Did fringe movement Sovereign Citizens trick a Miami man into filing a $14 trillion tax return?
Marlon T. "X-Large" Moore sure looks like one of the dumbest criminals in Miami history.
Late last year, the 38-year-old Miami native was arrested while on probation from federal prison for filing false tax claims — to the tune of $14 trillion.
Yeah, trillion. With a t.
Marlon T. "X-Large" Moore
If the IRS had paid out, Moore's return would have exceeded the U.S. national debt. Instead, Moore snagged a two-year stay at the federal pen after pleading guilty to fraud.
Not too bright, right?
Au contraire, says Damien Higgerson, a convicted coke dealer who spent years in the big house with Moore, who had earned a six-year stay in 2001 after he got caught laundering money for a cocaine ring.
X-Large wasn't X-Dumb, Higgerson says. He just bought into the wacky ideas of an anti-government movement called "Sovereign Citizens" or "Redemption." The Internet-fueled fringe preaches that people can snag unlimited cash by manipulating IRS forms. To prisoners, it's an easy sell.
"This stuff is huge in prison right now, and Marlon really believed in it," says Higgerson, who was booked for 151 months for selling coke. "He wasn't trying to rob nobody."
Higgerson first met Moore in the Coleman Correctional Complex, a federal prison just north of his hometown of Orlando. He remembers him as a "soft-spoken, really nice guy."
Inside, the pair met another felon named Willie Bernard Cameron, serving a term for bank robbery. The three soon fell into a circle that preached the "Sovereign Citizen" bible.
The basic idea: When you're born, the U.S. government also creates a legal doppelganger called a "straw man" by giving you a birth certificate and Social Security Number without your consent. Therefore, believers say, the government can only control your "straw man" — not the real flesh-and-blood you. Taxes, laws, police? They don't really apply.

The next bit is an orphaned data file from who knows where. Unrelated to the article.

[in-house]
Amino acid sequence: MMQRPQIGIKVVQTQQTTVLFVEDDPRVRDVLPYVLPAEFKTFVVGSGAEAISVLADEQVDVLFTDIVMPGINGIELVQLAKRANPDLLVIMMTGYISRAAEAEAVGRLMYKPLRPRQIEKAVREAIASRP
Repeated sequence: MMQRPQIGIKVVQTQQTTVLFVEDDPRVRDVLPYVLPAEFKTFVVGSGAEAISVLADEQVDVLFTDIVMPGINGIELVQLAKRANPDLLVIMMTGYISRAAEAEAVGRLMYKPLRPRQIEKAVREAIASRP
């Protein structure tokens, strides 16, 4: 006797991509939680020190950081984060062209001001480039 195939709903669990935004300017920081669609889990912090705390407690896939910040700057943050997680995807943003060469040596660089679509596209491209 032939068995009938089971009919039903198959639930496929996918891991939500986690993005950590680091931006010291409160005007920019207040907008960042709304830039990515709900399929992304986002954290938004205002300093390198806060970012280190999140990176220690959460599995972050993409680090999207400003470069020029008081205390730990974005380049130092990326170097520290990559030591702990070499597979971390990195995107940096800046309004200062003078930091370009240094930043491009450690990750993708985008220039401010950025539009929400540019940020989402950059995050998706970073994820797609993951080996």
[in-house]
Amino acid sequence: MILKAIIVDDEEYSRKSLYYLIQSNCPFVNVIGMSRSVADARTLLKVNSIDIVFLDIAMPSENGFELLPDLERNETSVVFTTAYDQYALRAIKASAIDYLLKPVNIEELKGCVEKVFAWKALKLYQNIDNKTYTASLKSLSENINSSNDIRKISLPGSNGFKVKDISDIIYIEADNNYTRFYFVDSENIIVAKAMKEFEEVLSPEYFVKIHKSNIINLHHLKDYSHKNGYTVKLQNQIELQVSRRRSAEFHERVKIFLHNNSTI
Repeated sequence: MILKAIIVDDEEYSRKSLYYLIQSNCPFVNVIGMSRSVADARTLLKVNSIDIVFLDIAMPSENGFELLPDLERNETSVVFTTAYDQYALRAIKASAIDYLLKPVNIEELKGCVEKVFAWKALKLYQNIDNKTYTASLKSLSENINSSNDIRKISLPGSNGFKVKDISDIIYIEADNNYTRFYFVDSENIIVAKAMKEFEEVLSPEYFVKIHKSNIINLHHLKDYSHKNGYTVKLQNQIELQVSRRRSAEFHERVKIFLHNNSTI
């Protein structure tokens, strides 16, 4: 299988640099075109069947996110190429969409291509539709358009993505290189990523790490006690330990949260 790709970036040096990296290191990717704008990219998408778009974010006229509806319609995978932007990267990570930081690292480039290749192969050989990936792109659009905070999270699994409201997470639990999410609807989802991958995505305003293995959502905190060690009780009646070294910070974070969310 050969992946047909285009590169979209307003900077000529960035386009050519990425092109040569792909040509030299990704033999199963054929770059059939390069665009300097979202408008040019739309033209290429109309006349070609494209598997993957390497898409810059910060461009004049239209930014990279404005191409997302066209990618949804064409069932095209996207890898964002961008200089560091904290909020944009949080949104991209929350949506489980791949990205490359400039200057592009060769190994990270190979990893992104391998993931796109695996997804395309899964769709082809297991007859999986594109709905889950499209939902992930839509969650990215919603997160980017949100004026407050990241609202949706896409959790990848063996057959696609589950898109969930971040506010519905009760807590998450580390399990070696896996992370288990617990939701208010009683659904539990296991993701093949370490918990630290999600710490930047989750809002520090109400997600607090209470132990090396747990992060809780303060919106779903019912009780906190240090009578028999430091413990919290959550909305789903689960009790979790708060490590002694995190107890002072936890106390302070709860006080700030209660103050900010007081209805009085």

Sounds nutty, right? But the idea has inspired everyone from Oklahoma City bombing henchman Terry Nichols to the Montana Freeman Militia to Wesley Snipes, according to a report by the Anti-Defamation League.
To that list, Higgerson says, add poor Marlon T. Moore.
Moore walked out of Coleman in December 2007. In May 2008, he filed separate forms asking for $5.95 trillion, $2.97 trillion, and $6 trillion. He also sent the IRS a letter explaining his new belief he was a "sovereign citizen," Higgerson says.
A few weeks later, the recently paroled Willie Cameron did the same, asking for a measly $52,918.97.
Higgerson says he planned to do the same after his release but decided to wait. When the feds swooped in the next summer, arresting Moore and Cameron on fraud charges, he realized the "Sovereign Citizen" theory might not be all it's cracked up to be.
Which isn't to say Higgerson has given up on the idea.
"I really believe if you look at and study what these guys have to say, it's mostly true. But the fact is, it could never happen in practice," Higgerson says, sounding wistful. "Those guys in charge are just too damned powerful."
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